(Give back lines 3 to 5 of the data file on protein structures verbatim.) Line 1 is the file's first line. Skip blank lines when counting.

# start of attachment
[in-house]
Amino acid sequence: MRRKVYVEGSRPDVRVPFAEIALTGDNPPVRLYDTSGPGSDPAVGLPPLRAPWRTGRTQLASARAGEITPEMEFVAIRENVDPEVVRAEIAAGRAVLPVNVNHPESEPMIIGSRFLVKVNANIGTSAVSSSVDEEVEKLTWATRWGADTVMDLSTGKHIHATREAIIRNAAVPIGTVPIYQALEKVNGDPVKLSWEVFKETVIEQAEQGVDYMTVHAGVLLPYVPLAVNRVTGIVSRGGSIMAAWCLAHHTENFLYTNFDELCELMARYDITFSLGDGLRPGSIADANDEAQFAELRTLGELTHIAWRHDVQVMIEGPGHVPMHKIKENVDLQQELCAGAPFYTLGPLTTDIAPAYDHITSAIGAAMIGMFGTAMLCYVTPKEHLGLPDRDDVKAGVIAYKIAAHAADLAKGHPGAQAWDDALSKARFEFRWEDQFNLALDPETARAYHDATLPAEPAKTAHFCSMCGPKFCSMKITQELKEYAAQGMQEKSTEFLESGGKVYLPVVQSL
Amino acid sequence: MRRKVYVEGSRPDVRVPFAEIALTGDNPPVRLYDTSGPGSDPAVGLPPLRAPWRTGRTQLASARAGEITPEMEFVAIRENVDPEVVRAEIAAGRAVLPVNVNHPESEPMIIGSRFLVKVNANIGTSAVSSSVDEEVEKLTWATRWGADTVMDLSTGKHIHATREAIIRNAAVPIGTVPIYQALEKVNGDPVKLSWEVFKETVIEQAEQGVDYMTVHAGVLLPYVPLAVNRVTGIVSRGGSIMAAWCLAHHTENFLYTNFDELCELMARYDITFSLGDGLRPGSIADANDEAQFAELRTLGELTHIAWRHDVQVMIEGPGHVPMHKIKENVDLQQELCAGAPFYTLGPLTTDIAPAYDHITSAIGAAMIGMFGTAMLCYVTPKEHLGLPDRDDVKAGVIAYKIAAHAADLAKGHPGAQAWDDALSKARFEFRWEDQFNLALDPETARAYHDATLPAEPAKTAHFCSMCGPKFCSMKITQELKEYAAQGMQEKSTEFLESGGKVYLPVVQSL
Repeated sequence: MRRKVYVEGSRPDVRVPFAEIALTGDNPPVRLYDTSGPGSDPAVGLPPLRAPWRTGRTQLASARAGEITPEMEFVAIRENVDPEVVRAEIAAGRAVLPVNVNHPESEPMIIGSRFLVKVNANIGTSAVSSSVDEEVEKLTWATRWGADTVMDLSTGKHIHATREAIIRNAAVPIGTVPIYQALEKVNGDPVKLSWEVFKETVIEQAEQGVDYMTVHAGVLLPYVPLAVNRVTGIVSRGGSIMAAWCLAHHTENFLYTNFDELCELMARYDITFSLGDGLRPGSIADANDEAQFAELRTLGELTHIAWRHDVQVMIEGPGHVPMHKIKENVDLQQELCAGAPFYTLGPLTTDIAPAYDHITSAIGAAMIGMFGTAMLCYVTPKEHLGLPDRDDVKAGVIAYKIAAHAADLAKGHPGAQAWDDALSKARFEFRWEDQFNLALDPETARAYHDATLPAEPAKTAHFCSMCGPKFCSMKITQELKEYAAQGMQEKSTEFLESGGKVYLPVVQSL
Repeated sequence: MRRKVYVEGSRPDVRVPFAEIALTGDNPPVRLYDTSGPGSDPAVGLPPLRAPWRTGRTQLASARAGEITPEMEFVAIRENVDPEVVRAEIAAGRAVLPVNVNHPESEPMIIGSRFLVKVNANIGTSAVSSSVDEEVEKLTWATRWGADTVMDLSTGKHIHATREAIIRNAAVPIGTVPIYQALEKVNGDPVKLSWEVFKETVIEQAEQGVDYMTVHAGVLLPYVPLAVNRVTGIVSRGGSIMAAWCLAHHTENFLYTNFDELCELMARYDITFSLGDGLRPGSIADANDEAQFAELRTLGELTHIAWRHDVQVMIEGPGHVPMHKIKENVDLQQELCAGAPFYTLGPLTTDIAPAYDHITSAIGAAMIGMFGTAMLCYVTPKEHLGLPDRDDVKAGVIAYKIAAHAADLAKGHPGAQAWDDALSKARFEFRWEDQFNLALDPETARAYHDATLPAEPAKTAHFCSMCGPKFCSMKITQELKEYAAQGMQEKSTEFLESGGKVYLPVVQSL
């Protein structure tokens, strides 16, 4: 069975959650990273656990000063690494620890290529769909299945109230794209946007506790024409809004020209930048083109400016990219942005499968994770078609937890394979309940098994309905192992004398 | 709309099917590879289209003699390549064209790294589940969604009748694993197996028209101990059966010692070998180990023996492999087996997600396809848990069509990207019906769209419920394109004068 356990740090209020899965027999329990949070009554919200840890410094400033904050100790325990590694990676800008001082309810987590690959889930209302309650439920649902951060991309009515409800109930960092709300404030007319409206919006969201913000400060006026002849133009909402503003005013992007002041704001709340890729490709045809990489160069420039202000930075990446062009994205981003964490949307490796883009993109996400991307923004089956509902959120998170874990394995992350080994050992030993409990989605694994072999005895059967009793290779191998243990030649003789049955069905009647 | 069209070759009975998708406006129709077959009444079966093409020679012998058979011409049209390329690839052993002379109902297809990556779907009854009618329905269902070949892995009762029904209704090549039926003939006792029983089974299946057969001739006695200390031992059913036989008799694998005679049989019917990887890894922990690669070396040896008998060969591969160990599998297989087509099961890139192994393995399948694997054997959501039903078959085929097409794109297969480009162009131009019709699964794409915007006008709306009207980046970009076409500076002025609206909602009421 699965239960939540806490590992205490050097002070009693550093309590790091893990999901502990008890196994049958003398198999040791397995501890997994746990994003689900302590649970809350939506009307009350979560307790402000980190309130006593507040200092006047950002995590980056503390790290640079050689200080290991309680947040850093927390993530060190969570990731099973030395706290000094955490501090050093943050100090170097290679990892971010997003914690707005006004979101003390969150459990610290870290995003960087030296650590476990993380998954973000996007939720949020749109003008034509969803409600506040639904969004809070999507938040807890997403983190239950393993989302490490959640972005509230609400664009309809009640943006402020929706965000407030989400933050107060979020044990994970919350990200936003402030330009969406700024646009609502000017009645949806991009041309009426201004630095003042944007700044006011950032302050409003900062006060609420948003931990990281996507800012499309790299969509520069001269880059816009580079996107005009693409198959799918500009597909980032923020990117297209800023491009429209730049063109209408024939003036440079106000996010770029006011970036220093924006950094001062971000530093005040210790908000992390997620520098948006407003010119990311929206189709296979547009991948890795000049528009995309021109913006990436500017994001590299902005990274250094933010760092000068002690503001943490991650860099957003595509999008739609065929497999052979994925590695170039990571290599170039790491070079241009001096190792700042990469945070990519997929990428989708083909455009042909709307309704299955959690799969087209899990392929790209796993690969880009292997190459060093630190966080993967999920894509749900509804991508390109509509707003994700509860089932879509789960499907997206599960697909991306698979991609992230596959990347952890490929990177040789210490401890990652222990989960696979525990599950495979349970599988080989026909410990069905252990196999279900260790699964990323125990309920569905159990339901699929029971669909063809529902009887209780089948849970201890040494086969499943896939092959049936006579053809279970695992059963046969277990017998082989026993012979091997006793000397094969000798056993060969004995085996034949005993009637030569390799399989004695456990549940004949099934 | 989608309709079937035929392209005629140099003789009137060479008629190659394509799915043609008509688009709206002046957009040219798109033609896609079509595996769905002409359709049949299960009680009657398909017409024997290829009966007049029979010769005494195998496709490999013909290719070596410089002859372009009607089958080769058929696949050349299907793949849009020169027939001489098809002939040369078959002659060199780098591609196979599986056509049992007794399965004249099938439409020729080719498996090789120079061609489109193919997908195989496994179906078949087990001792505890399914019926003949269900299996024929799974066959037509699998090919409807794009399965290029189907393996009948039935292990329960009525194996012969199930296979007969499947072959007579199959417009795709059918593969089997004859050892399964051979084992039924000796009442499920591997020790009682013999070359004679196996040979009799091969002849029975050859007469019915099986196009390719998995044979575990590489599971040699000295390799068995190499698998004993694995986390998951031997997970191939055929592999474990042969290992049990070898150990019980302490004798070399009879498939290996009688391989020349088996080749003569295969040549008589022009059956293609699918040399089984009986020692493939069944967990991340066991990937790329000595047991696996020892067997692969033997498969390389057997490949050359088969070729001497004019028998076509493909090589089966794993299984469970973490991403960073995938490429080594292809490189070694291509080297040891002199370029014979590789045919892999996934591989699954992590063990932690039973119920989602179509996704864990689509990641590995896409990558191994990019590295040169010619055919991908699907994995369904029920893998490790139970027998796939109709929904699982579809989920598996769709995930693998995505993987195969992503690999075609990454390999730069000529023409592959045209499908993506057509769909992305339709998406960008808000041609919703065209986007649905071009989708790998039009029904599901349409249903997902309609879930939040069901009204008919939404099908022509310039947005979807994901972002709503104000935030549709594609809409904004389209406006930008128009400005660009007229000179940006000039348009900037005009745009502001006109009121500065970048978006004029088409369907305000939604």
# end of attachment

Amino acid sequence: MRRKVYVEGSRPDVRVPFAEIALTGDNPPVRLYDTSGPGSDPAVGLPPLRAPWRTGRTQLASARAGEITPEMEFVAIRENVDPEVVRAEIAAGRAVLPVNVNHPESEPMIIGSRFLVKVNANIGTSAVSSSVDEEVEKLTWATRWGADTVMDLSTGKHIHATREAIIRNAAVPIGTVPIYQALEKVNGDPVKLSWEVFKETVIEQAEQGVDYMTVHAGVLLPYVPLAVNRVTGIVSRGGSIMAAWCLAHHTENFLYTNFDELCELMARYDITFSLGDGLRPGSIADANDEAQFAELRTLGELTHIAWRHDVQVMIEGPGHVPMHKIKENVDLQQELCAGAPFYTLGPLTTDIAPAYDHITSAIGAAMIGMFGTAMLCYVTPKEHLGLPDRDDVKAGVIAYKIAAHAADLAKGHPGAQAWDDALSKARFEFRWEDQFNLALDPETARAYHDATLPAEPAKTAHFCSMCGPKFCSMKITQELKEYAAQGMQEKSTEFLESGGKVYLPVVQSL
Repeated sequence: MRRKVYVEGSRPDVRVPFAEIALTGDNPPVRLYDTSGPGSDPAVGLPPLRAPWRTGRTQLASARAGEITPEMEFVAIRENVDPEVVRAEIAAGRAVLPVNVNHPESEPMIIGSRFLVKVNANIGTSAVSSSVDEEVEKLTWATRWGADTVMDLSTGKHIHATREAIIRNAAVPIGTVPIYQALEKVNGDPVKLSWEVFKETVIEQAEQGVDYMTVHAGVLLPYVPLAVNRVTGIVSRGGSIMAAWCLAHHTENFLYTNFDELCELMARYDITFSLGDGLRPGSIADANDEAQFAELRTLGELTHIAWRHDVQVMIEGPGHVPMHKIKENVDLQQELCAGAPFYTLGPLTTDIAPAYDHITSAIGAAMIGMFGTAMLCYVTPKEHLGLPDRDDVKAGVIAYKIAAHAADLAKGHPGAQAWDDALSKARFEFRWEDQFNLALDPETARAYHDATLPAEPAKTAHFCSMCGPKFCSMKITQELKEYAAQGMQEKSTEFLESGGKVYLPVVQSL
Repeated sequence: MRRKVYVEGSRPDVRVPFAEIALTGDNPPVRLYDTSGPGSDPAVGLPPLRAPWRTGRTQLASARAGEITPEMEFVAIRENVDPEVVRAEIAAGRAVLPVNVNHPESEPMIIGSRFLVKVNANIGTSAVSSSVDEEVEKLTWATRWGADTVMDLSTGKHIHATREAIIRNAAVPIGTVPIYQALEKVNGDPVKLSWEVFKETVIEQAEQGVDYMTVHAGVLLPYVPLAVNRVTGIVSRGGSIMAAWCLAHHTENFLYTNFDELCELMARYDITFSLGDGLRPGSIADANDEAQFAELRTLGELTHIAWRHDVQVMIEGPGHVPMHKIKENVDLQQELCAGAPFYTLGPLTTDIAPAYDHITSAIGAAMIGMFGTAMLCYVTPKEHLGLPDRDDVKAGVIAYKIAAHAADLAKGHPGAQAWDDALSKARFEFRWEDQFNLALDPETARAYHDATLPAEPAKTAHFCSMCGPKFCSMKITQELKEYAAQGMQEKSTEFLESGGKVYLPVVQSL